4. It's not August. While I would love to see Odessa in the spring or fall, there's no way you would catch me here in the dead of summer. UGH! You remember how much I HATE summer, right? I can't imagine being here, on the Black Sea (heat and humidity) without air conditioning. The thought makes my hair get all frizzy!

3. All my bloggy friends. You all have kept me company, cheered me up and cheered me on in the last year. I'm so happy to have your support. I don't know what I would have done without it in the last 48 hours. Thank you!

2. Meshack. I couldn't have done this without him. While I won't lie to you, this experience has stretched us, it certainly hasn't broken us (except maybe financially! :) He's my rock.

1. Maddie. How could I make a list of things I'm thankful for in Ukraine without mentioning this precious little girl. She has already changed my world - for that I am eternally grateful. She is a precious gift on loan from God. One which we get to help mold into a strong Christian woman. I can't wait to see what great things God has in store for her! ;)

So there you are, my top 10. I have to admit, it has helped a little. It took my mind off my situation, at least for a time. I'm still anxious about tomorrow. Part of me is hopeful and the other part is dreading it - afraid it won't arrive.
My facilitator is sending a translator (Kiril) down tonight to help me with this last little bit. It gives me some hope that they truly believe the passport will be here tomorrow.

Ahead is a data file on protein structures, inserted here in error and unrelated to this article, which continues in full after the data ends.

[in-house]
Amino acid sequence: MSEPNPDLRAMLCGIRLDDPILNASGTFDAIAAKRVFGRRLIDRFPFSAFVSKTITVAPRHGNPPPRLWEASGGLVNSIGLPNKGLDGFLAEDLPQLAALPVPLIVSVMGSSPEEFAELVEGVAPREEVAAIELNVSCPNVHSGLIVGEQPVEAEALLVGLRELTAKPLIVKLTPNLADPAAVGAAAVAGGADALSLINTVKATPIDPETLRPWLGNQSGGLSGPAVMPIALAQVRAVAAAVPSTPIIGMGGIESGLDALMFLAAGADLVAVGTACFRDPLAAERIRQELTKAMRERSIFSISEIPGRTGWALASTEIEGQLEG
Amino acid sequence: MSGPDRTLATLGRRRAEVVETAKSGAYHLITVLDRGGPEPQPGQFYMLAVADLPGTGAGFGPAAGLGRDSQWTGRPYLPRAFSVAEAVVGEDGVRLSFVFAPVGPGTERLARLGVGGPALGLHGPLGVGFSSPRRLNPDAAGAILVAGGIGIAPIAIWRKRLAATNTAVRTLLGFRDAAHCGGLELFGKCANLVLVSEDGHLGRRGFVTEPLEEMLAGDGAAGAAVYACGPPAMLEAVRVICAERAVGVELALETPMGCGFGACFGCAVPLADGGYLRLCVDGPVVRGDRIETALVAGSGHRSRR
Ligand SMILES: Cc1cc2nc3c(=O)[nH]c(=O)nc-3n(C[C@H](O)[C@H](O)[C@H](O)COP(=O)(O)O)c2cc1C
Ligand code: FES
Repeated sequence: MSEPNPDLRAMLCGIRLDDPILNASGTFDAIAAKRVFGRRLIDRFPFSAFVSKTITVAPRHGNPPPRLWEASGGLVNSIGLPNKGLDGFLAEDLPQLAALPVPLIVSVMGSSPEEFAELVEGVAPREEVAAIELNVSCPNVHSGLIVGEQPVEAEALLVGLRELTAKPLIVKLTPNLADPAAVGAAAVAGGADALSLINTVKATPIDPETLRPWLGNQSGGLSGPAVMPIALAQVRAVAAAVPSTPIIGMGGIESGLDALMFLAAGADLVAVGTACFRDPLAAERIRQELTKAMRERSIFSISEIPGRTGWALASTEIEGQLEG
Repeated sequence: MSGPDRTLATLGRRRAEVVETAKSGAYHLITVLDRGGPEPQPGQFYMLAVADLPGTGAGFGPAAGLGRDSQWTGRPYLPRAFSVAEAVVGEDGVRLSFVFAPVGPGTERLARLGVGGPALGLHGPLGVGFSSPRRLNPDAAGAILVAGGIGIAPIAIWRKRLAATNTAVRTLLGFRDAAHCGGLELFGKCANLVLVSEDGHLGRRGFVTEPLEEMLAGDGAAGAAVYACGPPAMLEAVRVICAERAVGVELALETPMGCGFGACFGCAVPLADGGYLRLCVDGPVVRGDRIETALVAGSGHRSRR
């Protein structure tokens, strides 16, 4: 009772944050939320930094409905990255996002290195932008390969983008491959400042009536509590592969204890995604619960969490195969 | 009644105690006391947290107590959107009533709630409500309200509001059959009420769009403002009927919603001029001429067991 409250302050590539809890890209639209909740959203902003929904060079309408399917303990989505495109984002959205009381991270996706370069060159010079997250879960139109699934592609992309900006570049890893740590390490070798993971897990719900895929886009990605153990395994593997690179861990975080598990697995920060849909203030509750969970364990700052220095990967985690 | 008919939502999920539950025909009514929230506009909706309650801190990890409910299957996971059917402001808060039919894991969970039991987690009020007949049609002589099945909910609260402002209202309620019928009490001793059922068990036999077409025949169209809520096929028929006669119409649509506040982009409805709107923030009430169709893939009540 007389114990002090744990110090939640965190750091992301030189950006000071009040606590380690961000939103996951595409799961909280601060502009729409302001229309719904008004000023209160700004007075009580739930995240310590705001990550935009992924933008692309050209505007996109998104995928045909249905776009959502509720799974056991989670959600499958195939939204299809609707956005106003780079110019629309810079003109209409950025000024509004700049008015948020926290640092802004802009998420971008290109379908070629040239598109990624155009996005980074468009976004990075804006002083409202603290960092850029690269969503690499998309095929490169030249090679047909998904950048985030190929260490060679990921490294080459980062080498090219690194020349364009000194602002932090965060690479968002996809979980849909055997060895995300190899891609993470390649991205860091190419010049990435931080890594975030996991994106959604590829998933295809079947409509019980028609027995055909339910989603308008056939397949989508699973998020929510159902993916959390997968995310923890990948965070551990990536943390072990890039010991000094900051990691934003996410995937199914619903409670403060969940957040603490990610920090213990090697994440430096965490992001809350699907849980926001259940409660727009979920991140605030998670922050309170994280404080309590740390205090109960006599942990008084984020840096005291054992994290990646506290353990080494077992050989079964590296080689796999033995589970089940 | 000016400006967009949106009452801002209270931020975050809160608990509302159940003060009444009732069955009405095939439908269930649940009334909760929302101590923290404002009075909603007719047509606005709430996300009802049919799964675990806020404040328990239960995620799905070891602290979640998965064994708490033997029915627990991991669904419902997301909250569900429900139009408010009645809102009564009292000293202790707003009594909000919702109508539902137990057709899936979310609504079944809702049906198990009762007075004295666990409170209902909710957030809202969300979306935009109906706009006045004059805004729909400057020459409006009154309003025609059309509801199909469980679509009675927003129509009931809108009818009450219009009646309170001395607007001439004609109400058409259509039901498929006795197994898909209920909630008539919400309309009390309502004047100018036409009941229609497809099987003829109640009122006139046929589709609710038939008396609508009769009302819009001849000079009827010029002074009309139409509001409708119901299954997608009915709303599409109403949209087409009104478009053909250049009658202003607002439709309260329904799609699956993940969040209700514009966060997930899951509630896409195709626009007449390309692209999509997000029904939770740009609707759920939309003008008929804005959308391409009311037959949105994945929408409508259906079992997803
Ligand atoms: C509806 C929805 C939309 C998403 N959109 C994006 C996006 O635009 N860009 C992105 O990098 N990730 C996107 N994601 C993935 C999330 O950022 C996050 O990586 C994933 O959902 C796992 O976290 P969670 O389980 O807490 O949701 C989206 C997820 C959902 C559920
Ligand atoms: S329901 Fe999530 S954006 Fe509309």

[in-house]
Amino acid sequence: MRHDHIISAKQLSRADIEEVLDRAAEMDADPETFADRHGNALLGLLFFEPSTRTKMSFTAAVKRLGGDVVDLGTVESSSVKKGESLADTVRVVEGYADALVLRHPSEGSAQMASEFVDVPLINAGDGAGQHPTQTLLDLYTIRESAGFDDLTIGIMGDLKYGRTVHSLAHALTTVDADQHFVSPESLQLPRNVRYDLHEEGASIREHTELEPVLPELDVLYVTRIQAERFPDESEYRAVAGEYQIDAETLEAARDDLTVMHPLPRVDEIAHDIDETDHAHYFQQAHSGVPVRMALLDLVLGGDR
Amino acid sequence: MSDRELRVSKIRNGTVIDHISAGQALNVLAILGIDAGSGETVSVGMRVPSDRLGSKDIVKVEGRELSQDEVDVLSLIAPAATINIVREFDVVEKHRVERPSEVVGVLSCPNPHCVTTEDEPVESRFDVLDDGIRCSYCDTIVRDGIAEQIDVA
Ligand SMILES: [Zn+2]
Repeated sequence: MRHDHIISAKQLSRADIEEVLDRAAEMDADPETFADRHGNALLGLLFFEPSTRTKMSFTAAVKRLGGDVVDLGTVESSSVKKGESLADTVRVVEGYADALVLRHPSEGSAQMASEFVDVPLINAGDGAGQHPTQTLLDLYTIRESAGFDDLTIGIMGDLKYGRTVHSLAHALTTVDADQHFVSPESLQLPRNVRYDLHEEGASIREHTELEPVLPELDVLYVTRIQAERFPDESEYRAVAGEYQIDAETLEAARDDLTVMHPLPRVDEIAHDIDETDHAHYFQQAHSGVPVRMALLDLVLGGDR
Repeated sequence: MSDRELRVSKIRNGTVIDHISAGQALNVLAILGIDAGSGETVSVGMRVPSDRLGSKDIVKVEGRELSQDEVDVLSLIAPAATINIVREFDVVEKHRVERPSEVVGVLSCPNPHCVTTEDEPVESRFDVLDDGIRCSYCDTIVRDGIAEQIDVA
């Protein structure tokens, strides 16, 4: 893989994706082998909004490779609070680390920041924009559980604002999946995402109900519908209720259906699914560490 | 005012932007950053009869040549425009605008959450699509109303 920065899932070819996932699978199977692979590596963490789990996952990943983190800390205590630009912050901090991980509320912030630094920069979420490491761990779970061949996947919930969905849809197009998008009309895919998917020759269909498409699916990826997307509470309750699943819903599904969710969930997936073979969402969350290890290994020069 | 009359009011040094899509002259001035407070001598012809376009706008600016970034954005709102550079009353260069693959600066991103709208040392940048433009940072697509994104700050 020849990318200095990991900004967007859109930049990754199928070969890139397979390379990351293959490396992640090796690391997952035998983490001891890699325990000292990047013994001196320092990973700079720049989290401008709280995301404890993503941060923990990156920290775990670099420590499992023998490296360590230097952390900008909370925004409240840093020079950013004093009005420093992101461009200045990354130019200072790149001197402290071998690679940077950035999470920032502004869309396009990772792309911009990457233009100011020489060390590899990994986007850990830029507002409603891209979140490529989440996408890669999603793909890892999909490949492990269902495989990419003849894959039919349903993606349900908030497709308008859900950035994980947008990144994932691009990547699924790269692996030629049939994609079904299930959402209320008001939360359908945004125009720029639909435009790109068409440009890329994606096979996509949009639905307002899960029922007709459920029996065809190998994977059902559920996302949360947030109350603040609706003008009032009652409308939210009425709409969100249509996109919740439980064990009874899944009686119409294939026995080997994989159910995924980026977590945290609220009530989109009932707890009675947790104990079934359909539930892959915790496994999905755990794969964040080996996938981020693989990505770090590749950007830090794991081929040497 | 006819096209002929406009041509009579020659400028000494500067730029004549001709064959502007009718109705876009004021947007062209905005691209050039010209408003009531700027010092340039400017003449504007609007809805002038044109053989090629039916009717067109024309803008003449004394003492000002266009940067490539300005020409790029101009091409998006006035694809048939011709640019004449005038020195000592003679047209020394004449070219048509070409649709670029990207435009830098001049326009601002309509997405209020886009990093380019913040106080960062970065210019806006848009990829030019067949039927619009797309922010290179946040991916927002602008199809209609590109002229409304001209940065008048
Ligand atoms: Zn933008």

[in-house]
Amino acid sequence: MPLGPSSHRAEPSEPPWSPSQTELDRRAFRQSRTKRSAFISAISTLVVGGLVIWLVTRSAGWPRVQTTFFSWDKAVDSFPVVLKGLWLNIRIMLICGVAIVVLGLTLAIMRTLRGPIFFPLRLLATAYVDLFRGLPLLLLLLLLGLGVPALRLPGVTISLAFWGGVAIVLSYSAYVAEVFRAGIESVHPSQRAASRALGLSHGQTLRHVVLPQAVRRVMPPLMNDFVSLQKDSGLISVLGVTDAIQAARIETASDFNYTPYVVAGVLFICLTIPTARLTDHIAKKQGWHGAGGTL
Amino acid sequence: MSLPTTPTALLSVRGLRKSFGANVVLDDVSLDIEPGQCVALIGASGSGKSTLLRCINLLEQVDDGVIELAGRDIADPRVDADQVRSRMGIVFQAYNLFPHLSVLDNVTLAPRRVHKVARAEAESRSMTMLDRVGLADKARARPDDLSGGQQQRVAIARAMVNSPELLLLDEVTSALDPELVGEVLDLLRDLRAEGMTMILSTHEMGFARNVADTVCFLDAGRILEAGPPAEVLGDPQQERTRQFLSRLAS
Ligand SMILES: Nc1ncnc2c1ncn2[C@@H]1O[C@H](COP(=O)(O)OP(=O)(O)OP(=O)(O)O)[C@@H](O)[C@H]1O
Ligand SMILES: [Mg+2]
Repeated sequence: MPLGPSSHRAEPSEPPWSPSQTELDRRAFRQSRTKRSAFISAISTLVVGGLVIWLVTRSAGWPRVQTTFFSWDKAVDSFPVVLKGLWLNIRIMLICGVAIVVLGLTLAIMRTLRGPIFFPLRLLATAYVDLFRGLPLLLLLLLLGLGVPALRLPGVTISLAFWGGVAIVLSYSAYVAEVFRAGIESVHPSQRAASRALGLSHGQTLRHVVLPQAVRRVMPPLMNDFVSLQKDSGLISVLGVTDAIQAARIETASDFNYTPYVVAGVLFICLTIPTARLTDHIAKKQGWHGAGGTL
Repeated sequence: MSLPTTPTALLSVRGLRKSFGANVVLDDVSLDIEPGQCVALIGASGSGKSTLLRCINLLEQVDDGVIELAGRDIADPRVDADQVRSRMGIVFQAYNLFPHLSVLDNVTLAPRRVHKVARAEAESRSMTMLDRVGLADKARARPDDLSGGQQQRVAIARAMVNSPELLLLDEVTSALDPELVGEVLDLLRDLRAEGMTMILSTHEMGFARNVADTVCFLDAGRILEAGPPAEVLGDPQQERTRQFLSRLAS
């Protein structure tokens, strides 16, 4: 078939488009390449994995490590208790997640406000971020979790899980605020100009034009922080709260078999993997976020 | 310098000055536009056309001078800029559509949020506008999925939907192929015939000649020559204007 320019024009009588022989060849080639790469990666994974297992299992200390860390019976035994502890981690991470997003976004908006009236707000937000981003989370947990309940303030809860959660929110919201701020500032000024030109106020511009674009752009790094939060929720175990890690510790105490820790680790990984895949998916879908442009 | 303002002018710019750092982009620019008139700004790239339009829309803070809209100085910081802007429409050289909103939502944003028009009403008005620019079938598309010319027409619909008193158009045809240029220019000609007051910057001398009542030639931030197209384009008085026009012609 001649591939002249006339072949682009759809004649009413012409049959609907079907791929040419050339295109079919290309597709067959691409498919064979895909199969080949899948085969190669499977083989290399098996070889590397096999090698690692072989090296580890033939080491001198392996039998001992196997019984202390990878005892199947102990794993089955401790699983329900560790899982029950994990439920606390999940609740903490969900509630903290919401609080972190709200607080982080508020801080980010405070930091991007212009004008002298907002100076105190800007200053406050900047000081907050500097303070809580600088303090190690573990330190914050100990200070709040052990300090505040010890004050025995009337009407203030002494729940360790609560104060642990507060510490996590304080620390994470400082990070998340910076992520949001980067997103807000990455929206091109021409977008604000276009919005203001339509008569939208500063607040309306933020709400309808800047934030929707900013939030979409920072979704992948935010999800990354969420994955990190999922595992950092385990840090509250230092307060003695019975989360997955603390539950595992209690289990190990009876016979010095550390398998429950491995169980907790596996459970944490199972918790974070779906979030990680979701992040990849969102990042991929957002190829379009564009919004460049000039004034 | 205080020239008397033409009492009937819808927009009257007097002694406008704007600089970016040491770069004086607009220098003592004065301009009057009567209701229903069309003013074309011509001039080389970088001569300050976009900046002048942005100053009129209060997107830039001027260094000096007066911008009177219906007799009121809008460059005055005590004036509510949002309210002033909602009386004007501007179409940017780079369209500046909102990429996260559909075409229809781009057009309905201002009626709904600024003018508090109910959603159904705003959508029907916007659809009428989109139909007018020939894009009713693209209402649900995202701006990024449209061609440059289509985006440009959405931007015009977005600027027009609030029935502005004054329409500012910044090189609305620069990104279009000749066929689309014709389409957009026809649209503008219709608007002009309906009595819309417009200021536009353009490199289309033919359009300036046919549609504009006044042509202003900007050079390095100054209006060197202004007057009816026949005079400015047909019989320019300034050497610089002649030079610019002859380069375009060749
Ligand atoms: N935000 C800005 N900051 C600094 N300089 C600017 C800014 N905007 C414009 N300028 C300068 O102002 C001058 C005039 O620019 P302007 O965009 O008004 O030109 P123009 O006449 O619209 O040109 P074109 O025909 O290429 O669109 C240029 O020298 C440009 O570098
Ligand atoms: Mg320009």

As always, I'll keep you updated, although if we do leave tomorrow I won't have a lot of time to post something in depth.
It will probably be pretty short.
Pray for short.

Read more...

the war within

Tuesday, January 29, 2008

Warning: Rant Ahead - Please feel free to skip today's post. It's all part of that honesty bit I gave you yesterday. Unfortunately I honestly feel pretty cruddy right now and I'm having a hard time processing all the junk I went through today. The following post is real. The names have not been changed to protect the innocent (except for Maddie) and I'm starting to understand why Russians and Ukranians love their vodka so much. (Don't worry, Mom...I'm still a skim milk totaler! ;)
----------------------------------
Thank you everyone for your comments yesterday. They did my heart good.
I wish I had a more cheerful post to give you today, but I don't.
The news is not good.
They have lost Maddie's passport.
Well...okay, they didn't technically LOSE it. They just sent it to different town.
The point is, it's been sitting there for two days and was only discovered because we started asking about it.
Did you hear that screaming this morning?
That was me.
Evidentally, Maddie's passport is sitting in a passport office somewhere in the middle of who knows where. It now has to make its way BACK to Kiev...where some bureaucrat will put a stamp in it saying it has been to the middle of nowhere and is now back in Kiev. Then the bureaucrat will hand the passport off to a courier who will hopefully bring it to the right city this time.
The earliest I'll see it is Thursday.
I'm not counting on it.
If the passport does not come on Thursday, I will miss my opportunity to get to the U.S. Embassy before the weekend, thereby forcing me to stay here through the weekend. I know I've mentioned how I feel about weekends right now.